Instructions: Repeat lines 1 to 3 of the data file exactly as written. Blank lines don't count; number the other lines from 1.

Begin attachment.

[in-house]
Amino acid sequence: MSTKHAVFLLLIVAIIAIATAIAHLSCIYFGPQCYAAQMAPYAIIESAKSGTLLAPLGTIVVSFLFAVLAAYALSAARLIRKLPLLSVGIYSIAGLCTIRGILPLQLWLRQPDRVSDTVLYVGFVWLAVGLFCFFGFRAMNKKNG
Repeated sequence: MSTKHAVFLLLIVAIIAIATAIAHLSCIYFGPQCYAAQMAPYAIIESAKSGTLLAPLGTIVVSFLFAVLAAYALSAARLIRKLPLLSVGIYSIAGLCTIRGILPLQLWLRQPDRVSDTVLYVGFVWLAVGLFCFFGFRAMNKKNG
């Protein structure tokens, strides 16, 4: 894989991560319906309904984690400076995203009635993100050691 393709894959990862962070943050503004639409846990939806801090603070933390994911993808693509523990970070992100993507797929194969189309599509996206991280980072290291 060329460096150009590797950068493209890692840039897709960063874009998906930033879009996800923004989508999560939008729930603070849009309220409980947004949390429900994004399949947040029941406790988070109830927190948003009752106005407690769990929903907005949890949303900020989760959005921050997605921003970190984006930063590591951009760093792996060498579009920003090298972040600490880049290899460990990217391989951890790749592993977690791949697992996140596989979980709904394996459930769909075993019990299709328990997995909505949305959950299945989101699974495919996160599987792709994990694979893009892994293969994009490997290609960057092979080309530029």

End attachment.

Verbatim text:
[in-house]
Amino acid sequence: MSTKHAVFLLLIVAIIAIATAIAHLSCIYFGPQCYAAQMAPYAIIESAKSGTLLAPLGTIVVSFLFAVLAAYALSAARLIRKLPLLSVGIYSIAGLCTIRGILPLQLWLRQPDRVSDTVLYVGFVWLAVGLFCFFGFRAMNKKNG
Repeated sequence: MSTKHAVFLLLIVAIIAIATAIAHLSCIYFGPQCYAAQMAPYAIIESAKSGTLLAPLGTIVVSFLFAVLAAYALSAARLIRKLPLLSVGIYSIAGLCTIRGILPLQLWLRQPDRVSDTVLYVGFVWLAVGLFCFFGFRAMNKKNG